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Making Visitation Work

Visitation. Even the word sounds ominous, like something you might do with a prisoner. If you’re a divorced dad who gets the kids maybe twice a month, I know this is one of the greatest challenges you face. You don’t have free access to your kids, and when you do see them, there’s pressure to make the most of your time together. Unfortunately, kids sense that pressure and it changes things.

Single Moms: Kids Need Their Dads

Anita recently sent us this e-mail:

I'm a single mother, and by chance I ran upon your web site. The information scared me—not for myself, but for my 2-year-old son. His father left when he was born, and he's had no contact with him at all. I feel this is for the best because his father doesn't care and has no desire to spend time with him. He is very irresponsible and I'm personally happy he is out of our lives. We are surviving. I want my son to be happy and healthy, and I would love nothing more than to meet a good man to be a father to my son. But until that special person comes along, it's just the two of us.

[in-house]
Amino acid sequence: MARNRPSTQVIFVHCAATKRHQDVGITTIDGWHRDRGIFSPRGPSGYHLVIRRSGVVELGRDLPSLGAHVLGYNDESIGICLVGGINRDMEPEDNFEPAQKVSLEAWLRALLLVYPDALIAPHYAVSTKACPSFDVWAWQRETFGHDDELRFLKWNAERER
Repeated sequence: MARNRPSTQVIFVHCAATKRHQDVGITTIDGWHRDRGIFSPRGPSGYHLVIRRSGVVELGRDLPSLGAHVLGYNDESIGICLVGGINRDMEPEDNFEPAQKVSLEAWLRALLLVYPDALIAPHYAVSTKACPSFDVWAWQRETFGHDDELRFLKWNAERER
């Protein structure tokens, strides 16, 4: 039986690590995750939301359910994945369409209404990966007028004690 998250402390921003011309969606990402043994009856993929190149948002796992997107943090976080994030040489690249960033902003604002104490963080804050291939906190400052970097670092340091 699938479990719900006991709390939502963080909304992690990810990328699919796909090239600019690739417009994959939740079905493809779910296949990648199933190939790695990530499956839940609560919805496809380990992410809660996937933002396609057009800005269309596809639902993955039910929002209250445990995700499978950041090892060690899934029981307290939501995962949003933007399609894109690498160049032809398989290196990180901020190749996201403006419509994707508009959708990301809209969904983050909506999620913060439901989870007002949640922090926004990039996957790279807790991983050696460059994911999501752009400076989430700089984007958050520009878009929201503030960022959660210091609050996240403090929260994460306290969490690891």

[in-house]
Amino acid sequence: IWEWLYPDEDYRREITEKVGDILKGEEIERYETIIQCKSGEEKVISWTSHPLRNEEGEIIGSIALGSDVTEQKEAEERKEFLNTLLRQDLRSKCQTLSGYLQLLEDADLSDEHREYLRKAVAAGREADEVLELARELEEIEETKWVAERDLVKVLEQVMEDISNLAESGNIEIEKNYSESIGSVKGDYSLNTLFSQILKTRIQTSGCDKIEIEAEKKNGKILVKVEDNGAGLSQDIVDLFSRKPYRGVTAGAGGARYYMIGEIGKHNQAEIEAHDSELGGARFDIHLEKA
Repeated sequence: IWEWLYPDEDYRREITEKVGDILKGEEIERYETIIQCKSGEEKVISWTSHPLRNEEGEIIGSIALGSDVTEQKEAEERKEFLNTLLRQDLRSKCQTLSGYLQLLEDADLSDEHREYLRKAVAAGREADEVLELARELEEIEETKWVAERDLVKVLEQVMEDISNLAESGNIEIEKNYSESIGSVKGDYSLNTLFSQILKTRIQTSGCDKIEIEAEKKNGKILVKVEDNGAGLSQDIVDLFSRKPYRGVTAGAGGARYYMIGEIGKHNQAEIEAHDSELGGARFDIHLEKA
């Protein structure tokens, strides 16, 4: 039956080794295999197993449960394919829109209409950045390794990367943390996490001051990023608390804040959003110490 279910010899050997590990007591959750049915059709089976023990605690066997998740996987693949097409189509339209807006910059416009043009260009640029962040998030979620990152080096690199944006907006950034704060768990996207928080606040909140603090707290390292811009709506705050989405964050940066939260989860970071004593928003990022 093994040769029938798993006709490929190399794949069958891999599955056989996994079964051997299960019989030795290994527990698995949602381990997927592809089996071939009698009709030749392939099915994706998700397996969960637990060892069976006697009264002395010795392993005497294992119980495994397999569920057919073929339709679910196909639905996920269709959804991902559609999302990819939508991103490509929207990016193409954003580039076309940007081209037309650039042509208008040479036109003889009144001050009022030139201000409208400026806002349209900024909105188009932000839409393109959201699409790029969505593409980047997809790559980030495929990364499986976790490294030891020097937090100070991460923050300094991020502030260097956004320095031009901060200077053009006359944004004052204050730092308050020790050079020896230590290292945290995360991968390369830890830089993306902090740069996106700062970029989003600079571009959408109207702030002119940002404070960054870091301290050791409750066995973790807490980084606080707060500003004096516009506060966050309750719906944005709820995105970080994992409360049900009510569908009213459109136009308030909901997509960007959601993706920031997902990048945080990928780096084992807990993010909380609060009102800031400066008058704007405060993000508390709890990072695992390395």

A Consistent Presence

Are you there for your kids? Really there? Or are you just going through the motions? I want to share with you how dads—even divorced dads—can establish a "consistent presence" in their children's lives.

For too many fathers, home is where they eat, sleep, and do their best to keep the noise level down. Day-to-day parenting is often left to their wives. These dads have convinced themselves that their presence or absence has little impact on the family.

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